Wernher von Braun

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In the spring of 1930 Wernher von Braun enrolled at the Berlin Institute of Technology. While attending school, he assisted Professor Hermann Oberth in his early liquid-fueled rocket engine tests. In 1934 von Braun received his doctorate in physics at the University of Berlin. His university research led to full time employment as a rocket development engineer with the German Ordnance Department. Two successful launches of liquid fueled rockets were performed in 1934. In 1937 his inertial-guided A-3 climbed to an altitude of 15 miles with 100 pounds of payload. This program led to the establishment of the Rocket Center at Peenemunde in April 1937, where the V-2 long-range ballistic missile weapon system was developed in 1940-43. After immigrating to the United States in 1945, he directed research flights of V-2s at White Sands Missile Range and was promoted to director of Guided Missile Development. In February 1956, Dr. von Braun was appointed director of Development Operations at the Army Ballistic Missile Center in Huntsville, Alabama. Under his guidance, the Jupiter C rocket successfully launched the Western World's first satellite, Explorer. In 1960, Dr. von Braun, along with the Marshall Flight Test Center team, was transferred to NASA. Here he led the development of the Redstone rocket which placed Alan Shepard in suborbital flight in January 1961. It was his personal leadership and genius at NASA that produced the great Saturn rockets which successfully launched U.S. manned flights to the Moon. In March 1970, Dr. von Braun became deputy associate administrator at NASA Headquarters. He was a visionary whose advanced concepts will permit man to live and work in deep space.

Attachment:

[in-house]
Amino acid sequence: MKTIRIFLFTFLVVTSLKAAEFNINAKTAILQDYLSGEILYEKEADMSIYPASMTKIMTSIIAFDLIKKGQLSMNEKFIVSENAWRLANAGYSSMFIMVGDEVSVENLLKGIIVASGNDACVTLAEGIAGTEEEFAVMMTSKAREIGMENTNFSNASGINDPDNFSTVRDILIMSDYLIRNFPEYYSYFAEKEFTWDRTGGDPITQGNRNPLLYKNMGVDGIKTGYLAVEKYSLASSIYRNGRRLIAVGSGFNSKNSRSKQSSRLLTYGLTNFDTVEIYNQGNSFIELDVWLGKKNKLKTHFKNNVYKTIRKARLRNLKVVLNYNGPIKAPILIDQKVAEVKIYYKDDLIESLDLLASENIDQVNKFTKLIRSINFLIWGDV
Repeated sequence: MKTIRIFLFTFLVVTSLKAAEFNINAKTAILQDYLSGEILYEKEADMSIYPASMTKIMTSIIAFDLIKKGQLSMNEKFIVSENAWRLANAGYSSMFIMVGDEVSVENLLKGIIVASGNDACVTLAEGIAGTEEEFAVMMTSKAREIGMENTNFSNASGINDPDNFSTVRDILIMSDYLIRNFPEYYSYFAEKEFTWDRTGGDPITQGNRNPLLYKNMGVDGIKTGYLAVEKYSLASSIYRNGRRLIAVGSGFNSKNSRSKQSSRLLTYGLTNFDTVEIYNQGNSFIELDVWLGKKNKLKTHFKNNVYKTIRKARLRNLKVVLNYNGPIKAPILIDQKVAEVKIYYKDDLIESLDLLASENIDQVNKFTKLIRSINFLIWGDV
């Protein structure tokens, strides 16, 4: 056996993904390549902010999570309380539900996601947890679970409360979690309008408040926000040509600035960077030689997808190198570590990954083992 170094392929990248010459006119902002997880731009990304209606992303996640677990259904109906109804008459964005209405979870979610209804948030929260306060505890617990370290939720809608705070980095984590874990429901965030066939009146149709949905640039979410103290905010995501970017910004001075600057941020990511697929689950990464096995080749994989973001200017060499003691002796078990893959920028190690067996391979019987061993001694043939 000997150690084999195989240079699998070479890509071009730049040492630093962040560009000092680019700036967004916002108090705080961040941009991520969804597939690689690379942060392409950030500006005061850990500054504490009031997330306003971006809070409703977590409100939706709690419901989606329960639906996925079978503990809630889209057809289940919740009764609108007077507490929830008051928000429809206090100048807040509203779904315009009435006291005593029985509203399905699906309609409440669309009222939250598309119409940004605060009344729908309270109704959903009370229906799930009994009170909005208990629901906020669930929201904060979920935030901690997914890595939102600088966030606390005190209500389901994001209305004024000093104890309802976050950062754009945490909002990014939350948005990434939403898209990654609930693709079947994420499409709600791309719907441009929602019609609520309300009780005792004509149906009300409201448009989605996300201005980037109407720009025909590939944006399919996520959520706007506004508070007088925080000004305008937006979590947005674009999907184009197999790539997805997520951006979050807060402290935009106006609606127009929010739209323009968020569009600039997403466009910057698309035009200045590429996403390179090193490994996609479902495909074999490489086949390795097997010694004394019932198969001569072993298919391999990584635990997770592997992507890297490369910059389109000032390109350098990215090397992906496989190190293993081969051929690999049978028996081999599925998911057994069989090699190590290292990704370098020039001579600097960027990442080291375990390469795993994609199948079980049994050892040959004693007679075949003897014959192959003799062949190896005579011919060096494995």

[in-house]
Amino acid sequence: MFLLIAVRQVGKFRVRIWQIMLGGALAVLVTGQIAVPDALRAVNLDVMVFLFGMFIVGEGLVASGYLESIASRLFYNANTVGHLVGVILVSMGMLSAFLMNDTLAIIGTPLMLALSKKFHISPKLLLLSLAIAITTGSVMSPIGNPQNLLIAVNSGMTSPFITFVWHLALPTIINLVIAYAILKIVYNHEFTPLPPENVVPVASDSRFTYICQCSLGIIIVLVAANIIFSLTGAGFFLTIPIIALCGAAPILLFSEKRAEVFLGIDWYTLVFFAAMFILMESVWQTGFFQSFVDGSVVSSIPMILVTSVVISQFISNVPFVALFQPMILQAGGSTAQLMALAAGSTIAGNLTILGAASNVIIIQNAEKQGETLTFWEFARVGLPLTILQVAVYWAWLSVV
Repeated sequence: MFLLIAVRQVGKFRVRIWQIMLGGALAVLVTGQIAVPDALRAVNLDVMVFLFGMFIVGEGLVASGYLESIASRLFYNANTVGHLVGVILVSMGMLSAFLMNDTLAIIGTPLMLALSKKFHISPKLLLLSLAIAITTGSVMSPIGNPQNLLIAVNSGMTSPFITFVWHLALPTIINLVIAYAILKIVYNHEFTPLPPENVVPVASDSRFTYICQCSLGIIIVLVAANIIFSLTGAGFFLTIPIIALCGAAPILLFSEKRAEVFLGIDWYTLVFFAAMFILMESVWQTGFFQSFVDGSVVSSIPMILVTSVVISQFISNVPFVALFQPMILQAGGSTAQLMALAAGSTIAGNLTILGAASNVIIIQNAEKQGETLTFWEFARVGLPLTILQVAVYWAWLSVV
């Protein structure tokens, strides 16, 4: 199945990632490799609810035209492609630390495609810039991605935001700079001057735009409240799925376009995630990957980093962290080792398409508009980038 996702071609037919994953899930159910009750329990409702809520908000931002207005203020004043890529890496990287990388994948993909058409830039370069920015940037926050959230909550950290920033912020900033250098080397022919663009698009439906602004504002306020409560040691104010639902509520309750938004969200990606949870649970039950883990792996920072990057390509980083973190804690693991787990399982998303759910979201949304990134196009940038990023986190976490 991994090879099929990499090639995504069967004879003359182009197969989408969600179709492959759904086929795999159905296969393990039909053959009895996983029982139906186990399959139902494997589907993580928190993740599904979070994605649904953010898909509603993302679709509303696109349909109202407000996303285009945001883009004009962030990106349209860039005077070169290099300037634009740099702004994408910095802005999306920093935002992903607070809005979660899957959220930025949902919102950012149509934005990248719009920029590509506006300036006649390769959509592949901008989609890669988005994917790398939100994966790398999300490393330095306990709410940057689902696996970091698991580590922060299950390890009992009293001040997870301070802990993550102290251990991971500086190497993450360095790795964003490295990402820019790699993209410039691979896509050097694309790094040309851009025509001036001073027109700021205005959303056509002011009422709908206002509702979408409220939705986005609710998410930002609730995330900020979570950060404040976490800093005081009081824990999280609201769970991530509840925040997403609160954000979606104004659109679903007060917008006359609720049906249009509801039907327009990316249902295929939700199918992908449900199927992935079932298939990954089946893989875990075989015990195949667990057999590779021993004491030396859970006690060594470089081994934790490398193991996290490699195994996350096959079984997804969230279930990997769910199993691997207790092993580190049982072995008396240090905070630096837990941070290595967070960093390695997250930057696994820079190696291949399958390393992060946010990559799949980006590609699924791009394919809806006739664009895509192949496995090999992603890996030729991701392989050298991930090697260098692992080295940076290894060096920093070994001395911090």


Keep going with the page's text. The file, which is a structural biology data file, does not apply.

Inducted in 1965.
Portrait Location: Space Gallery

San Diego Air & Space Museum

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